When looking out at the sea ice that is now piled up in jagged forms along our rocky coast, it is sometimes hard to believe that there is water underneath it all. It seems like that water has temporarily turned into part of our terrestrial landscape. You can venture out on it in places on foot or on skis, animals use it to find new habitat, and people have even transported houses across it on sleds pulled by oxen. But, it isn’t part of the terrestrial world at all. Underneath, there is a lot of activity – fish swimming in the depths and lobsters peeking out from rocky caves. This is all part of the world’s biggest habitat – the aquatic one.

Biome is just a neat word. It comes from the Greek for life and is a community of plants and animals that live in the same habitat. There are seven biomes and the aquatic one is just one of them. But, it is bigger than all of the others put together – by buckets. Water covers more than 70% of our planet in some way or another. Not all that water is the same, though, and the biggest difference between “waters” is salt.

At the most basic, there is freshwater, which has less than 1% salt and saltwater, which is everything else. To get more refined, though, there is a whole mess of water in between that is a mixture known as brackish water. The varying salt content is empirical evidence of just how much mixing occurs.

While salt content varies widely, there are some characteristics that hold true across all aquatic biomes. The biggest one is insulation. This is something top of mind right now as we are deep in winter and often working hard to find ways to stay warm. Water is an amazing insulator and ice is even better, trapping air in much the same way that a down jacket does and keeping the water underneath it from getting too cold for life.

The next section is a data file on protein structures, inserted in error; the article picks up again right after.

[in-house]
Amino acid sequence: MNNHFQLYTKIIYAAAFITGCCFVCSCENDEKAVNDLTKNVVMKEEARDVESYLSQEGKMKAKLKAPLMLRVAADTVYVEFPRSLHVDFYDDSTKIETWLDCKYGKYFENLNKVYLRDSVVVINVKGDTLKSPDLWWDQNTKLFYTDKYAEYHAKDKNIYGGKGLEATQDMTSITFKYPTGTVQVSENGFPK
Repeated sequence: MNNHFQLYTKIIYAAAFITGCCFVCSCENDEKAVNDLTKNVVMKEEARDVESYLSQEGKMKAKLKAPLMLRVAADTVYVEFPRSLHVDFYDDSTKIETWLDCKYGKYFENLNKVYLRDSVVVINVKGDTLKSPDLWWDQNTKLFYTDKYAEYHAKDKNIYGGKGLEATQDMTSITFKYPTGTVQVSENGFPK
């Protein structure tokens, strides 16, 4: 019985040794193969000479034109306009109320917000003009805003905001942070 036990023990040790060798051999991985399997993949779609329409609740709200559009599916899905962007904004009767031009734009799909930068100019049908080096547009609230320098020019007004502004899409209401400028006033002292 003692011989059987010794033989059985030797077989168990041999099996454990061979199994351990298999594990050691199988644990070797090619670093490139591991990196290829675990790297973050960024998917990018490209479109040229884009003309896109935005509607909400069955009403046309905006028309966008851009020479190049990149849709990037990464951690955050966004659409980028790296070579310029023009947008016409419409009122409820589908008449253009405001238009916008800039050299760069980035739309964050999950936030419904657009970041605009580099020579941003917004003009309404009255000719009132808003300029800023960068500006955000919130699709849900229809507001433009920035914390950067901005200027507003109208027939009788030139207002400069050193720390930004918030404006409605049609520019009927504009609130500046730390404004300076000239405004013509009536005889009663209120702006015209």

Rather than keeping warm, one of the biggest challenges for all things aquatic is getting enough sunlight. Sunlight only gets so far underneath the surface of the water. There is obviously not much sunlight getting through when there is ice on top. But, normally, it shines down into what is called the photic (“light”) zone.

Just how far down it gets depends on how clear that water is and how bright the sun is, all of which shift throughout the year and the planet. All the photosynthetic stuff lives in the photic zone and provides lots of nutrients for other creatures, including those living deeper in the aphotic (“not light”) zone.

There’s some really bizarre stuff living in the depths. Chimaeras, which get their name from the fire-breathing creatures or Greek mythology, are shark-like fish that are specially adapted to live up to 8,500 feet below the surface. Sometimes called ghost fish, they have large translucent eyes to see in the dark and, like sharks, use electroreception to find their prey when they can’t see them.

In addition to being very dark down there in what’s known as the twilight zone, there isn’t much oxygen either. Water absorbs oxygen from the air as well as gets it from photosynthetic organisms that need to live where there is light, which means there is plenty of oxygen at the surface, but little down deep. What there are lots of, however, are nutrients. Everything that once lived closer to the surface eventually dies and sinks to the bottom where it is broken down into nutrients by decomposers – a good recycling scheme.

Water is, perhaps, the best recycler of all. It turns from liquid to clouds to ice and salty to fresh, mixing and remixing along the way. At the end of the day, though, of all the water in the aquatic biome, about 95% of it is salty. We, in Maine, have a lot of that salty water around us – even when it seems like the two biomes have coalesced into one during the frosty winter months.

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